Or maybe you have landing pages with great click rates, but a low diagnosis. By setting up some experiments or on-page optimization, you can improve your rankings by providing more relevant content.

2. Enable Site Speed.

This is a powerful tool. Most web users open multiple tabs at the same time, then briefly scan pages to see if the site has what they need. Excess ads and bad design are a red flag for most readers. The most telling? Slow loading pages.

Site Speed is a subsection of Analytics that allows you to assess the load time of your web pages. You can isolate problem pages to cut out apps and other content that is slowing you down. Another reason? Google hurts your search rankings if your site loads slowly.

3. Set up multiple profiles.

In Google Analytics, there is a setting that allows you to duplicate your profile. This allows you to add different filters, manipulate data, and isolate different market segments. You can separate traffic based on paid customers and free subscribers, or you can set up different steps within the same campaign to judge user reactions. By setting your preferred campaign as the control, all of your variable profiles will let you challenge different reactionary methods to judge user behaviors.

4. Google Experiments.

Experiments is an app that operates similar to creating duplicate profiles. What is different about this app is that you can judge users’ reaction to different content. Google Experiments allows you to set up web traffic data collection between landing pages, blog posts, and other text-based content.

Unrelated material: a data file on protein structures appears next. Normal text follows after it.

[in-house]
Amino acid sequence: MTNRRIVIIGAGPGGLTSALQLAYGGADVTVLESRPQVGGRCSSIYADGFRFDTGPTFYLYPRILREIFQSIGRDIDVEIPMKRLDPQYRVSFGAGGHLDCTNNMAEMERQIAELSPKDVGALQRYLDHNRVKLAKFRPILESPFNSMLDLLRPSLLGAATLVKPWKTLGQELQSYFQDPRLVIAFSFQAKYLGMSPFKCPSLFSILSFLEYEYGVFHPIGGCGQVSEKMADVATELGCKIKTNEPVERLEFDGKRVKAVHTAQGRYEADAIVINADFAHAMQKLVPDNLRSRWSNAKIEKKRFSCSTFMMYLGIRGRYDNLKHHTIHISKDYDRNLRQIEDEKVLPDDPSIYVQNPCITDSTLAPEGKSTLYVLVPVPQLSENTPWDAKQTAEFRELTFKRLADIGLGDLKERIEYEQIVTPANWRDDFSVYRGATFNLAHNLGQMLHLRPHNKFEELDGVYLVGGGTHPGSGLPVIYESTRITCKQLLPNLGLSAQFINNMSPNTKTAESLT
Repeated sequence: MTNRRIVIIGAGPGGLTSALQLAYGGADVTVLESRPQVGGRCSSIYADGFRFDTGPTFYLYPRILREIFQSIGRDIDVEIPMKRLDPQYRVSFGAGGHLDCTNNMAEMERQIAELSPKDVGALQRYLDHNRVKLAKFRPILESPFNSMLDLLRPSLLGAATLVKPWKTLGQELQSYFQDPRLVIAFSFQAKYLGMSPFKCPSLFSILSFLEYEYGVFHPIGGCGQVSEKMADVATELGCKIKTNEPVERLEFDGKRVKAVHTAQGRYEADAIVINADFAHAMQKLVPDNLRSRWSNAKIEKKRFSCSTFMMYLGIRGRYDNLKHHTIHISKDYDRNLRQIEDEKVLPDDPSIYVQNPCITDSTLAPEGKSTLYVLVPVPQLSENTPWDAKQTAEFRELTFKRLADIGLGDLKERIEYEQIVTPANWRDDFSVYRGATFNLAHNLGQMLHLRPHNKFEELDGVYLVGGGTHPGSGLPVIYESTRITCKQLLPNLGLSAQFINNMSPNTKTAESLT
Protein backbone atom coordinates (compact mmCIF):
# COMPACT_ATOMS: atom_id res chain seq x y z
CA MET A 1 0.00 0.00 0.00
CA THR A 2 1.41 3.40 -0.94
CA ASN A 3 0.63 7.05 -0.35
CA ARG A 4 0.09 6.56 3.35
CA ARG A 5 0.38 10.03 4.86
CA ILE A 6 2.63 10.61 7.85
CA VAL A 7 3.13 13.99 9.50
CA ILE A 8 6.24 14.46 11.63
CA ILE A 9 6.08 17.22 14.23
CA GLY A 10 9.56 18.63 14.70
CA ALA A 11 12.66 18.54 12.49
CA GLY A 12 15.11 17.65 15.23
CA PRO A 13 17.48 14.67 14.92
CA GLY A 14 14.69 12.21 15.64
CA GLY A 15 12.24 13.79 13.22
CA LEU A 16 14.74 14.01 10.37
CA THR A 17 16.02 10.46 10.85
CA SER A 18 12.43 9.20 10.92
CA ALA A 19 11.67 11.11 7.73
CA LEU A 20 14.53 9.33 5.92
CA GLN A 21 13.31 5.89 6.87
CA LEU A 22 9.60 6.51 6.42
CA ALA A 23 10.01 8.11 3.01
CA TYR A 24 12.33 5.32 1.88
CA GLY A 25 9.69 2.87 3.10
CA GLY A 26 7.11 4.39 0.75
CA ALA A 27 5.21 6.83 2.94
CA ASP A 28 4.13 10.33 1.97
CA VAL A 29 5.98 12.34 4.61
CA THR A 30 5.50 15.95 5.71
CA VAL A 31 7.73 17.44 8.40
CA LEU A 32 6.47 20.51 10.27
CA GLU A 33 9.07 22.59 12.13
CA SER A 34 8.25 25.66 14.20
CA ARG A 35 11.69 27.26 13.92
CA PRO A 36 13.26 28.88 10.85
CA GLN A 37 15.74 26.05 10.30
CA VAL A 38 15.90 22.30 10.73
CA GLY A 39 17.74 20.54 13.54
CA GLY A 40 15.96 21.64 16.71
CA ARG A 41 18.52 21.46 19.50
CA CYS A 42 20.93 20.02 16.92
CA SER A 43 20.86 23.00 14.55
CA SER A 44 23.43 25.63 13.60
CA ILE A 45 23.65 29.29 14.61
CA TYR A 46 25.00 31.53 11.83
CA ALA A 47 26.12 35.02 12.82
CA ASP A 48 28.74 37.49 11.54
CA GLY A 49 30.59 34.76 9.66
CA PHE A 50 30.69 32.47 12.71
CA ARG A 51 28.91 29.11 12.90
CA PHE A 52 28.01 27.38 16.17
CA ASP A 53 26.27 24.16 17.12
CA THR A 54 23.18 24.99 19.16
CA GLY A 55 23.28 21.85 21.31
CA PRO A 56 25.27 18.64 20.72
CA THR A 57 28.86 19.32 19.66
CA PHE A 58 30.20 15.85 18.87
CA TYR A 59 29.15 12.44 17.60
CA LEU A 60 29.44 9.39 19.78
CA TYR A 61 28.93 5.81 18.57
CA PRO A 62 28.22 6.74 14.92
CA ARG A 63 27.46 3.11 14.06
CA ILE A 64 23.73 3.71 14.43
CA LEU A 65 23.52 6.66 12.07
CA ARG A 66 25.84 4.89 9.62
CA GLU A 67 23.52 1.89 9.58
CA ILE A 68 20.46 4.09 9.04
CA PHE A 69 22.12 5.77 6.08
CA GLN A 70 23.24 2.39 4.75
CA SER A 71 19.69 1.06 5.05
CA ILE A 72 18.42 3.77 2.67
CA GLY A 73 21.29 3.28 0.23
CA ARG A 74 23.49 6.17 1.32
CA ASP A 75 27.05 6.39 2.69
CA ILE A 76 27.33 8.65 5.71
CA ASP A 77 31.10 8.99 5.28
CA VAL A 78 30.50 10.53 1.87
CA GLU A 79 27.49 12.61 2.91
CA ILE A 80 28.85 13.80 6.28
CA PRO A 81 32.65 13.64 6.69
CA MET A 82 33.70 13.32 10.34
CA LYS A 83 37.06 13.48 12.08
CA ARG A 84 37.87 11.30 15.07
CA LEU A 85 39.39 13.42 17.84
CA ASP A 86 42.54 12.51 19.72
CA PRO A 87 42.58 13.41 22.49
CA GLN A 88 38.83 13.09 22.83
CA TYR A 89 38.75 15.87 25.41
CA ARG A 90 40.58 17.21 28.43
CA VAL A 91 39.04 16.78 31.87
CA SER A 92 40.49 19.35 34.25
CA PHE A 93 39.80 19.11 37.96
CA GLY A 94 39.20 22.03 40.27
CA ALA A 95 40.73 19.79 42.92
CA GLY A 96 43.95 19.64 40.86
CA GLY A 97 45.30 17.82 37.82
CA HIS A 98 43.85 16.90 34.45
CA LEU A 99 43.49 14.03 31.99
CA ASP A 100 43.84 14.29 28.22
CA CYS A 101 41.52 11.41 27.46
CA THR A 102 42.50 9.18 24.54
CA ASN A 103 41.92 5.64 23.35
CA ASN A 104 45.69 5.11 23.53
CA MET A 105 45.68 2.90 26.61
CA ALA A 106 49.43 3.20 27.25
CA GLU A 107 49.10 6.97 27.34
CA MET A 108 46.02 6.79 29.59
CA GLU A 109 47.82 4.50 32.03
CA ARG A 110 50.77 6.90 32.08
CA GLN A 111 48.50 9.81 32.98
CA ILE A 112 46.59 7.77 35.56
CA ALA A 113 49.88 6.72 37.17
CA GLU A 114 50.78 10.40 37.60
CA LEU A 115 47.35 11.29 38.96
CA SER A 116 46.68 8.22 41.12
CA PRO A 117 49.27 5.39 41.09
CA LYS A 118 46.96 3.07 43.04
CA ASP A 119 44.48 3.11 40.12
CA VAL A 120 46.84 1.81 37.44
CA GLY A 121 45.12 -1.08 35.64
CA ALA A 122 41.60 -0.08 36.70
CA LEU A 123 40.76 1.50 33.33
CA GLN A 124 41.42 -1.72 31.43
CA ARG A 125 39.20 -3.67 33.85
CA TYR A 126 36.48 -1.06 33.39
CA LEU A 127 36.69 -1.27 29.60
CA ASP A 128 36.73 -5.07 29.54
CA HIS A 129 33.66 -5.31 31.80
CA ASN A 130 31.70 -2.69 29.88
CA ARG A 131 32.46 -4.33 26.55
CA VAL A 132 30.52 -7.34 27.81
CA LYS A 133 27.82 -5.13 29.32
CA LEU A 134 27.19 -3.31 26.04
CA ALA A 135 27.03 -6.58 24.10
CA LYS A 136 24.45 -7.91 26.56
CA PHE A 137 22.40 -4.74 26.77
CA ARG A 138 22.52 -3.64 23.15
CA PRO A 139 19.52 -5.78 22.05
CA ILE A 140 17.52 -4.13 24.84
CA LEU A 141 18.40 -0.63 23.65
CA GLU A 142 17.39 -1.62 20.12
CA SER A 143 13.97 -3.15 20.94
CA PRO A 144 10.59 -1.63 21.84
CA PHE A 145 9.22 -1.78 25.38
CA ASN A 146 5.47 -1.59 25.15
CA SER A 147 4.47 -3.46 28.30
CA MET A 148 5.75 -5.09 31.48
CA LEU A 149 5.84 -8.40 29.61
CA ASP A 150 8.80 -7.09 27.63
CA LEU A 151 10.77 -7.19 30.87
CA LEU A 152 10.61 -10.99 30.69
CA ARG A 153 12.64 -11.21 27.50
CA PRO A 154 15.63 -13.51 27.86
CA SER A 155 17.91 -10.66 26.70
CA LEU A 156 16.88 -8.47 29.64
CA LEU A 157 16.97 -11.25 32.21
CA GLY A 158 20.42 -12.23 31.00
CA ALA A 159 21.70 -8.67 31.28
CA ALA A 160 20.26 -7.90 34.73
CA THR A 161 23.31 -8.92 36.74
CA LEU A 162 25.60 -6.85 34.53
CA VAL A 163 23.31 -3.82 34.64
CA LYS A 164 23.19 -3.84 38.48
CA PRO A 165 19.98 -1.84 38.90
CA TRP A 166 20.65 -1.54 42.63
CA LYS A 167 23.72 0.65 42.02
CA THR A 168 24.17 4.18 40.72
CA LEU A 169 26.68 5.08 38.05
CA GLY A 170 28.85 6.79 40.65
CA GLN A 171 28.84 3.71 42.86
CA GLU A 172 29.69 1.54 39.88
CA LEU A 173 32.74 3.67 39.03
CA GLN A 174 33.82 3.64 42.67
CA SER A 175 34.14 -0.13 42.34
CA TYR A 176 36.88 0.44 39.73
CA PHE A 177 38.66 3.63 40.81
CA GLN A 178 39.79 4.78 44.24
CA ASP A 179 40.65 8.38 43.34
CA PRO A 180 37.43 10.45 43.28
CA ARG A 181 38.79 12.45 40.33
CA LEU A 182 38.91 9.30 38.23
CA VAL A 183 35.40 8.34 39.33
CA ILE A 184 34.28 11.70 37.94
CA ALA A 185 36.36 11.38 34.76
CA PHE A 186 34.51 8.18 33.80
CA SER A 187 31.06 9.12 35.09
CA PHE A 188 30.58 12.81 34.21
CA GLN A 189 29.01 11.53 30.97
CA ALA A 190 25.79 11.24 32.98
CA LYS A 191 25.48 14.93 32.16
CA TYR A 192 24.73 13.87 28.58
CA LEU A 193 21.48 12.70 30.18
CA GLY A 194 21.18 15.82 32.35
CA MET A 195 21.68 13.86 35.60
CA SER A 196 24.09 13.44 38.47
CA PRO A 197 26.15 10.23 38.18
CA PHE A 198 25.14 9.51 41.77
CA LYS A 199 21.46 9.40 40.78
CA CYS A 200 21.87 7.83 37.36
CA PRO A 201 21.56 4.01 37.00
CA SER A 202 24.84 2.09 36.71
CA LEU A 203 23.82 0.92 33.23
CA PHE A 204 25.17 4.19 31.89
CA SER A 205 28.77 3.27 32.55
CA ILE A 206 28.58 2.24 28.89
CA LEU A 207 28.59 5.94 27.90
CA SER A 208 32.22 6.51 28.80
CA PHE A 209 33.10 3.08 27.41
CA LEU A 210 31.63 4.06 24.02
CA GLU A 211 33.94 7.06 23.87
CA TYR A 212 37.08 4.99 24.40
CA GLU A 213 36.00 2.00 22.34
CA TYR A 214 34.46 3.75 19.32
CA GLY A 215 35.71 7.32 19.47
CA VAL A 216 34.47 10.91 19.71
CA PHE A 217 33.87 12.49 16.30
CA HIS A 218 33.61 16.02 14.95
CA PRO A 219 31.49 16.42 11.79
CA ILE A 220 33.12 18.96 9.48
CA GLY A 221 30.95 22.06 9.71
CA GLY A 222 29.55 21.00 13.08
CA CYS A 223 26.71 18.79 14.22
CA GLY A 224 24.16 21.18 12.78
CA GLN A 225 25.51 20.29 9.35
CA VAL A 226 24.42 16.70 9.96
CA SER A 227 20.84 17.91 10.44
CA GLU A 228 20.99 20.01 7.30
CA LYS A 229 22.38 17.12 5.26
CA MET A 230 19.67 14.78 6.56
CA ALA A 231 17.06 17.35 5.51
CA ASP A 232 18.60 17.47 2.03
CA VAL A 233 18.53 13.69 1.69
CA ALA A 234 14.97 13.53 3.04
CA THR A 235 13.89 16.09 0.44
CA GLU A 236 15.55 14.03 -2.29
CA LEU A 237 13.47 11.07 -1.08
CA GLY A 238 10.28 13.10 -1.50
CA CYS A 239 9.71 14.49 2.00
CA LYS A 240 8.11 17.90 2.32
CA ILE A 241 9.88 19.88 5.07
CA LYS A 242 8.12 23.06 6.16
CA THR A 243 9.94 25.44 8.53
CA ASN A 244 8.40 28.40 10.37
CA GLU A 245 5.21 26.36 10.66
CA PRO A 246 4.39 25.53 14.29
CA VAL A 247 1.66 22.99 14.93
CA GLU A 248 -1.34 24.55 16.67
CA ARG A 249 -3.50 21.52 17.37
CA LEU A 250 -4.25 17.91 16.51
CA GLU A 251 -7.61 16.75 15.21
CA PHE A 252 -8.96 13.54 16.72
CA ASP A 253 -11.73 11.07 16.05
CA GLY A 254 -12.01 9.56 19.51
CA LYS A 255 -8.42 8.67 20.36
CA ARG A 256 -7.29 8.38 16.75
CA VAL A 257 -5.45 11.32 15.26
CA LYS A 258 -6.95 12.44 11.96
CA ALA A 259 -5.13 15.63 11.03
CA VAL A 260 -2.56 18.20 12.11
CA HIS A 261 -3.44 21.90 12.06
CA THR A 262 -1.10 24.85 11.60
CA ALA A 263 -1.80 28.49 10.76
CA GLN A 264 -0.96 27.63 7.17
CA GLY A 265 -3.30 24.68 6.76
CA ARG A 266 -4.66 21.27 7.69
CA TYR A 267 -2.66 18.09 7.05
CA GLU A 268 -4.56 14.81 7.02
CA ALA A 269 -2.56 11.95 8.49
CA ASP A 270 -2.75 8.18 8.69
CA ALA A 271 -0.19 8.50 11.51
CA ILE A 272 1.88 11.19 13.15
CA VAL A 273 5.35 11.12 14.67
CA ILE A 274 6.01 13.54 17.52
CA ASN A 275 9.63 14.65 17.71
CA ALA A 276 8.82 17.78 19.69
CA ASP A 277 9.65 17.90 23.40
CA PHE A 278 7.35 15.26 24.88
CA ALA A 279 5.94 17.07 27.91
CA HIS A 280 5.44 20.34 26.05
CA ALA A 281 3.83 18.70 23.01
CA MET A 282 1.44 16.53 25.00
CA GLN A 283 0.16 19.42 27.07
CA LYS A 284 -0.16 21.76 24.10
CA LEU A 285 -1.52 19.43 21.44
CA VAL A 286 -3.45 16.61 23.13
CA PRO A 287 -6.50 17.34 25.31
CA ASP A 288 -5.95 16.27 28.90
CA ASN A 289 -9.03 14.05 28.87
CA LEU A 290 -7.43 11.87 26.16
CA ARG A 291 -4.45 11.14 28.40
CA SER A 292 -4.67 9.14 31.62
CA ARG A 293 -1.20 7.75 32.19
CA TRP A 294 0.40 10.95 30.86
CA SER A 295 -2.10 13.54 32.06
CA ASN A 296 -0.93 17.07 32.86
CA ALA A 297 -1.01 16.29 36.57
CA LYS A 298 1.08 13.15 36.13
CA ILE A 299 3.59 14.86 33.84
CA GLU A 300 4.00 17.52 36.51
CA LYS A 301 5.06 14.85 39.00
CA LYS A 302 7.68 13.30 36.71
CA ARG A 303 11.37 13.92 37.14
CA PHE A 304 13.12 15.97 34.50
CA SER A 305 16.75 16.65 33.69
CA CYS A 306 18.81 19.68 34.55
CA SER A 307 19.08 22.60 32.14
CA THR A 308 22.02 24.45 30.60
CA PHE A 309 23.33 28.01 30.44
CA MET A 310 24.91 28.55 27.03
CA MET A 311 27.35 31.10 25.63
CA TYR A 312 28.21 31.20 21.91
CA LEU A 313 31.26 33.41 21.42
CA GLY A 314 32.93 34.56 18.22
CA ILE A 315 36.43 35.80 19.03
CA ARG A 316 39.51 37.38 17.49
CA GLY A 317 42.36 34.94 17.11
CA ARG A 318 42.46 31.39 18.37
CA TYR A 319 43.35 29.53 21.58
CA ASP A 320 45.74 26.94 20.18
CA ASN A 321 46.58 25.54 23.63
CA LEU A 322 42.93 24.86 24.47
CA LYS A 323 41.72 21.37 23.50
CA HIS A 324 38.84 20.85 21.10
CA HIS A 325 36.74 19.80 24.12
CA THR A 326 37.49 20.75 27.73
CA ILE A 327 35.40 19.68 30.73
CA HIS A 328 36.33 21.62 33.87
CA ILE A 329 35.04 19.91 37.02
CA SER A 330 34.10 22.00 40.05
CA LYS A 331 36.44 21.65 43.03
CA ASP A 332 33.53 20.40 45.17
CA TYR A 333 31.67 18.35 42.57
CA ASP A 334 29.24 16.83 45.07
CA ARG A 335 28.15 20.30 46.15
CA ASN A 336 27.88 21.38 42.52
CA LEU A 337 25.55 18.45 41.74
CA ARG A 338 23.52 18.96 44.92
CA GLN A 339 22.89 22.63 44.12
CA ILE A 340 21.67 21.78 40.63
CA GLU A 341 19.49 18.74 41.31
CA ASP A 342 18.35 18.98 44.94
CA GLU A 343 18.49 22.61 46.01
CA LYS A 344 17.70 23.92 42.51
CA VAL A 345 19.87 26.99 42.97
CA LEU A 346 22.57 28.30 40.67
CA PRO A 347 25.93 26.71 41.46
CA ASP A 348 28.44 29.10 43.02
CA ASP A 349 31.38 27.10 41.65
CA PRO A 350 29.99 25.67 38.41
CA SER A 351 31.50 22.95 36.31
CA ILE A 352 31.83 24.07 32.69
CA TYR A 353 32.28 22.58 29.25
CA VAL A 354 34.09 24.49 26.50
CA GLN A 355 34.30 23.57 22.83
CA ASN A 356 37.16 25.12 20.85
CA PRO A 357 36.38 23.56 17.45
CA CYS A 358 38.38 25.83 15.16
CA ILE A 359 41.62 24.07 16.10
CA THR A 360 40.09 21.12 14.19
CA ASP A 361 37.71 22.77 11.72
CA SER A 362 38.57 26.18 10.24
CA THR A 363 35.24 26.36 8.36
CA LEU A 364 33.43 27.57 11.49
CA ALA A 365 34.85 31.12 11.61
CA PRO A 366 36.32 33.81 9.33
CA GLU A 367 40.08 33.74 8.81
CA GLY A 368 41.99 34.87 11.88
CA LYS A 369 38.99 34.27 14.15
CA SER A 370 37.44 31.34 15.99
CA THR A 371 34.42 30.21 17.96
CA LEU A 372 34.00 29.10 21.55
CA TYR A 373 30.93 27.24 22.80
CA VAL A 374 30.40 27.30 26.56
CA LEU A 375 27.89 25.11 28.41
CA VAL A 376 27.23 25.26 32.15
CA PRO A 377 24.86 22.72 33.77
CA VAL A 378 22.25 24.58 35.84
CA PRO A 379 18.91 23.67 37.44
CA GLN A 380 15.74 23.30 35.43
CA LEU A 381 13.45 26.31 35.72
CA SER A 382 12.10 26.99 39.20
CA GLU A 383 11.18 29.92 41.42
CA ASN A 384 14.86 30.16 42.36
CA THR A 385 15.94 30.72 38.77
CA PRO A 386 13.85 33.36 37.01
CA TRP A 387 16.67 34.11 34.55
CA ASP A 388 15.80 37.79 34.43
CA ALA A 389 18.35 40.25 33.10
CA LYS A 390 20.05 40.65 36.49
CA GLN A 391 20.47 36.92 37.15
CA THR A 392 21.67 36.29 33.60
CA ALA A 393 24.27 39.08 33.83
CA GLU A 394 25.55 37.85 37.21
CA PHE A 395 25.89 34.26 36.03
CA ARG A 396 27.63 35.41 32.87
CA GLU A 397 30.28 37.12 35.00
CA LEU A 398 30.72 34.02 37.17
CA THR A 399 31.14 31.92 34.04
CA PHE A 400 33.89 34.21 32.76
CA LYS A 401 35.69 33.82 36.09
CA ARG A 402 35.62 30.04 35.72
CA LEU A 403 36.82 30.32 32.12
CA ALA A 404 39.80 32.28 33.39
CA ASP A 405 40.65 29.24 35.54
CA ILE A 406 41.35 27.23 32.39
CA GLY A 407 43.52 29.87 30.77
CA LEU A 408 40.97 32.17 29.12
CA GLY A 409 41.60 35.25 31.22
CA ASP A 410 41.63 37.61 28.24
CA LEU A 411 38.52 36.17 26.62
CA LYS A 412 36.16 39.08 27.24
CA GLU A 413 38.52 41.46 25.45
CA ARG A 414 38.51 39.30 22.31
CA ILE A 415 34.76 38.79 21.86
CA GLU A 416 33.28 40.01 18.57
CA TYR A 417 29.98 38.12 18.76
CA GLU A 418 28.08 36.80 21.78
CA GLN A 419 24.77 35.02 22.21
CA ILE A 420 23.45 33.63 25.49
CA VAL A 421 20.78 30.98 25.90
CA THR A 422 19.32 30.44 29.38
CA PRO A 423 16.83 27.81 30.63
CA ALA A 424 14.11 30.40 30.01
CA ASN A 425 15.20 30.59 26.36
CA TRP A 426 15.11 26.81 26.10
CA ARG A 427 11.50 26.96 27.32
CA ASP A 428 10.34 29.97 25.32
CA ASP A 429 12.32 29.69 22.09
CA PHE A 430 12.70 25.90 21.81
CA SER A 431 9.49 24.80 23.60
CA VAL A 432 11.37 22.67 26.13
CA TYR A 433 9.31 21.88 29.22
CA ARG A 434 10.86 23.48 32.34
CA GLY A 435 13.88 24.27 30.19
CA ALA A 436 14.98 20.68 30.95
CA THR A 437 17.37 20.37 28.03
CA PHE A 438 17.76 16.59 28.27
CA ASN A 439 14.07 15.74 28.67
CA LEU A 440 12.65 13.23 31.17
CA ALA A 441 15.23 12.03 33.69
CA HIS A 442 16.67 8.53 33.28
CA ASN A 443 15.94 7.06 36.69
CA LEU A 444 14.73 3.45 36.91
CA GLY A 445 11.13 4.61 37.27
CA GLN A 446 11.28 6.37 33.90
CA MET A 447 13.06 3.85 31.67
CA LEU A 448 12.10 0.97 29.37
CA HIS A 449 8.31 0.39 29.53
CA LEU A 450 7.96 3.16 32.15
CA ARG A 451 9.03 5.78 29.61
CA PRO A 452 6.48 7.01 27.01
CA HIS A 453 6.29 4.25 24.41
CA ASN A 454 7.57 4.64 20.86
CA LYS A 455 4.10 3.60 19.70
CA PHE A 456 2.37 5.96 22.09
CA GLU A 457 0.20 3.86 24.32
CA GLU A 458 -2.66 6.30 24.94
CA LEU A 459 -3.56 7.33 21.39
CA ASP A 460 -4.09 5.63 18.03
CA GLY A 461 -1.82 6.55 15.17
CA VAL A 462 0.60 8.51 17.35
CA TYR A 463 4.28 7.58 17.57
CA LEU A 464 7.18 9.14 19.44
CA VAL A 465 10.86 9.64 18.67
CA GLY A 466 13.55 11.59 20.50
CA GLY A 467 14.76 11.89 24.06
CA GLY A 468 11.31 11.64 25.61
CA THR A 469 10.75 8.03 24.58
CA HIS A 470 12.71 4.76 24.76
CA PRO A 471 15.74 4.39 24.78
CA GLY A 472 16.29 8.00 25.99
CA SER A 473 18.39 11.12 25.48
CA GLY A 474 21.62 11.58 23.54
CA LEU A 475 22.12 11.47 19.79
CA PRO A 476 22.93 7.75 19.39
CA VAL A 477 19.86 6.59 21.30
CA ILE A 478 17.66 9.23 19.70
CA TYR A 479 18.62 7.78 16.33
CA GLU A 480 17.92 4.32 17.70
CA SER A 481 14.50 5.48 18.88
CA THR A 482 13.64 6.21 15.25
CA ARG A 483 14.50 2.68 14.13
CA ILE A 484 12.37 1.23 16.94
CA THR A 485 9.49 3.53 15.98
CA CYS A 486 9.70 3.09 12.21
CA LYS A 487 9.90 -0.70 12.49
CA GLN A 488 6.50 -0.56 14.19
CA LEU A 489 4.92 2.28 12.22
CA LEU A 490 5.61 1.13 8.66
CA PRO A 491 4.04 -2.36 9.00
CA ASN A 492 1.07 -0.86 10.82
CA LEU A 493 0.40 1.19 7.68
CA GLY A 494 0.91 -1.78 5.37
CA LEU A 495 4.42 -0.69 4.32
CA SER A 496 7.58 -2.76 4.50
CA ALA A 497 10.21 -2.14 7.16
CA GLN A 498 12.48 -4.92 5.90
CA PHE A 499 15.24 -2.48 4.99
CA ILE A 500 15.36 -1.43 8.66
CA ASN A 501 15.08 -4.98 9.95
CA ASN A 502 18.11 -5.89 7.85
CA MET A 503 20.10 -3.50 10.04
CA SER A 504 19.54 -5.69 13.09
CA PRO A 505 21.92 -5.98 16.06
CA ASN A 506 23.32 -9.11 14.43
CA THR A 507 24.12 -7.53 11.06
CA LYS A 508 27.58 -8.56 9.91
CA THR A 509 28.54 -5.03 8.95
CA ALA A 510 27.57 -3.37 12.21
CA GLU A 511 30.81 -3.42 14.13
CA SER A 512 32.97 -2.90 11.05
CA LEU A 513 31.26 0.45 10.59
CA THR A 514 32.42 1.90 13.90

For example, say you are marketing a new product aimed at people aged 18-35, but have had a difficult time retaining female users between the ages of 28-35. A new version of the same product is being launched in six months, and you have planned a six-week marketing campaign. You hire a digital marketing expert who suggests three different approaches.

Your company then writes three landing pages and three sets of differing blog posts. The marketing company then isolates your demographic and sets the experiment to last for two months. The data they collect will then compare the efficacy of each strategy, giving you a couple of months to prepare a solid campaign. With this approach, your company can collect thousands of data points in a relevant market, and give you plenty of time to write the content that bolsters sales in the lagging target demographic. In short, Google Experiments excels at lowering a business’s CAC.

5. Multi-Channel Funnels.

This software enables websites to closely track conversion rates. You can track users from every corner of the web without a survey. You can find users who accessed your site through social media sites, RSS feeds, e-books, search engines (including non-Google engines), and more.

The best part of this tool? Multi-Channel Funnels will track users every step of the way. For example, say one of your products was posted on Facebook. Bob sees the link, clicks on it, and is led to a review site. From the review site he follows a link to your webpage. You can find the origination of Bob’s journey across all web pages, from the time he first learned about your business down to the final purchase.